I hate it when this happens.  Once in a while, you'll be in someone's way as they're paddling for a wave.  This is avoidable at most reefbreaks and pointbreaks, but rarely is it not a possibility at beachbreaks.  No one is immune to wrong place/wrong time syndrome and how butthurt you get is up to you.  I don't get upset when this happens if the person does everything they can to get out of my way, namely duckdiving.  But for Little Mr. Butthurt to go tell on me to his long-haired friend is a pussy move.  And for LHF to try to intimidate me with his piss-poor attempt at staring me down is downright pathetic.  It's not your fight, LHF, stay out of it.  You can still be Mr. Butthurt's daddy when you get home, even if you failed in defending his honor.

I caught a right off the pier, where no one was surfing because it was a lot smaller than just down the beach.  It was a weak right. I did a very horizontal slash on it, then tried to recover and regain speed.  Semi-successful, I looked forward to the end of the wave.  I prematurely went for a hit and my board got stuck in the lip and I pitched over.

The tide had dropped to the point where the vast majority of waves were closing out hard.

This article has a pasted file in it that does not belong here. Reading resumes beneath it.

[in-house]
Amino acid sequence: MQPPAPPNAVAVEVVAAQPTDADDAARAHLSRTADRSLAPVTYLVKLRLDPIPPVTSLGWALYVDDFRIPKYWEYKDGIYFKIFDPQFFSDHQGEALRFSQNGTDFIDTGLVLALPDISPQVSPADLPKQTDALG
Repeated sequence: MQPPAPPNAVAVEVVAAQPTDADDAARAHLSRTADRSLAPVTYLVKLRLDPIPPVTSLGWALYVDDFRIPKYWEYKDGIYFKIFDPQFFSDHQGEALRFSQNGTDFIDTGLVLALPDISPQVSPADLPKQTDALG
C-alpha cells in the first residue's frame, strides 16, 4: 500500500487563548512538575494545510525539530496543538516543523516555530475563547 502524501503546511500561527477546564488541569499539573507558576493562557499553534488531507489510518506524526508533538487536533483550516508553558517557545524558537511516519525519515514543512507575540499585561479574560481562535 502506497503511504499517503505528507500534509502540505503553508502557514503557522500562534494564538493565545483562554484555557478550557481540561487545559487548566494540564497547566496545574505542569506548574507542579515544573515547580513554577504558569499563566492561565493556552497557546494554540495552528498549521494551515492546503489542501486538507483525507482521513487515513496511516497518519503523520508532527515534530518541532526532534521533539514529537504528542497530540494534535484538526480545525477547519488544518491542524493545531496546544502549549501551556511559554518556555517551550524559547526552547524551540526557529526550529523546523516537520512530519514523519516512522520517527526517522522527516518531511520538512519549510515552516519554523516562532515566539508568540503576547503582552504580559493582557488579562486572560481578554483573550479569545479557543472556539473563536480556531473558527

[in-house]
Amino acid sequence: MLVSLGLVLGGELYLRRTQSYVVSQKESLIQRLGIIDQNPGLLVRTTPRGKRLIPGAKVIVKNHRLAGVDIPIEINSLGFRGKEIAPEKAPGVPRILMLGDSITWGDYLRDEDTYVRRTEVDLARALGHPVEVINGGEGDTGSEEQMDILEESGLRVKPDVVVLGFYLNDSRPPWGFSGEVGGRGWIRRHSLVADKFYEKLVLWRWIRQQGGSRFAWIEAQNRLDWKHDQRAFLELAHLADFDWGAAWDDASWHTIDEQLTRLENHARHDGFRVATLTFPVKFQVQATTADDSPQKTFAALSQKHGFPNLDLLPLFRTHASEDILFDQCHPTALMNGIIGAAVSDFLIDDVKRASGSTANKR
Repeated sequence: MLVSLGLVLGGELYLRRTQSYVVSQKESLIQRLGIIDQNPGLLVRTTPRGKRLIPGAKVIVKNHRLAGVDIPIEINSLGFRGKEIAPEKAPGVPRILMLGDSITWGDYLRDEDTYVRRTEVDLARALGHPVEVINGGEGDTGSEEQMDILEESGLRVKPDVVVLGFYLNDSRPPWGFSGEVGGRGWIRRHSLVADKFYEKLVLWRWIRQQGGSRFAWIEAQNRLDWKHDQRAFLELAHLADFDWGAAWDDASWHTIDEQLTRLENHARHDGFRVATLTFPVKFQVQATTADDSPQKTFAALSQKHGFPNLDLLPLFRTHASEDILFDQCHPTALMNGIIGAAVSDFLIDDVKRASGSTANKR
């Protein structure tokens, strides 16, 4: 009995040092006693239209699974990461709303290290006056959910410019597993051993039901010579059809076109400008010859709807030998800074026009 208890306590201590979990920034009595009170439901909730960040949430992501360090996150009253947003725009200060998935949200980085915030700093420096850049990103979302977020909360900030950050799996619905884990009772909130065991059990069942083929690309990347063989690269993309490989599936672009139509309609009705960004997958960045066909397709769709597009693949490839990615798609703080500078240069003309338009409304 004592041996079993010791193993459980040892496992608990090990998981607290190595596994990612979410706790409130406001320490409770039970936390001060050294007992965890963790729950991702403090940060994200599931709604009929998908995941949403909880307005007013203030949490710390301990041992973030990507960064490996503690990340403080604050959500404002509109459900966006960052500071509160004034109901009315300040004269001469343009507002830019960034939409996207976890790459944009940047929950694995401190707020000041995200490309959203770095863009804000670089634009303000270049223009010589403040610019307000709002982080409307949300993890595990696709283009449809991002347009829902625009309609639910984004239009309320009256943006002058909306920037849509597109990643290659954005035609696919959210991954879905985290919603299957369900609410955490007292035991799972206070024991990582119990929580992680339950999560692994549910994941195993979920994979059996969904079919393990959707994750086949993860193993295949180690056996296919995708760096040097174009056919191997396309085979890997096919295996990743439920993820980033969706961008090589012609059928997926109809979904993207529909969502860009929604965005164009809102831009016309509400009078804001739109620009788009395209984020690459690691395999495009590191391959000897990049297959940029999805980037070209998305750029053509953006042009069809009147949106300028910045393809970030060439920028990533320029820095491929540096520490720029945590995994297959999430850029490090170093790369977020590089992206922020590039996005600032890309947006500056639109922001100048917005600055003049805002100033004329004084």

I decided to go in to see if Raquel needed help.

4.23.14 Not As Good As It Looked at North Tyson

My first glimpse had me nearly rubbing my eyes in disbelief.  Corduroy lines coming down, breaking shiftily, but well.  I was stopped by an older guy who asked me if he should take pics from the sand or from the pier.  Given that there weren't any peaks visible breaking into the pier, I told him the sand.  He told me about starting out in his photography hobby and how he focuses on the boards instead of the surfers.  He said he was going to go to the pier.

I told him the break going into the pier wasn't really working, at least on the south side.  Plus, elevation tends to pinch the wave and kill a lot of the curves/beauty of each wave.  He changed his mind and set up near the playground.

I went south a ways where I saw the least amount of heads and consistent waves.

Just as soon as I'd perched, I caught my first wave.  It was a left that was a little fat.  I got a slow hit on it that threw an ok amount of spray, then a slightly better one.  I kicked out and was electrified with the potential of this session.

I got a right and did a pretty nice smack, but the wave fattened up a bit given the rising tide and I couldn't do much more than lamely roundhouse cutty into the foam.  I had so little speed left that I went for as hard a smack as I could.  The whole experience left me emasculated.

A lot of paddling and shifting later, and I was left with no other memorable waves.

Wednesday, April 23, 2014

4.21.14 Unexpected Onshore Leads to Crisis of Faith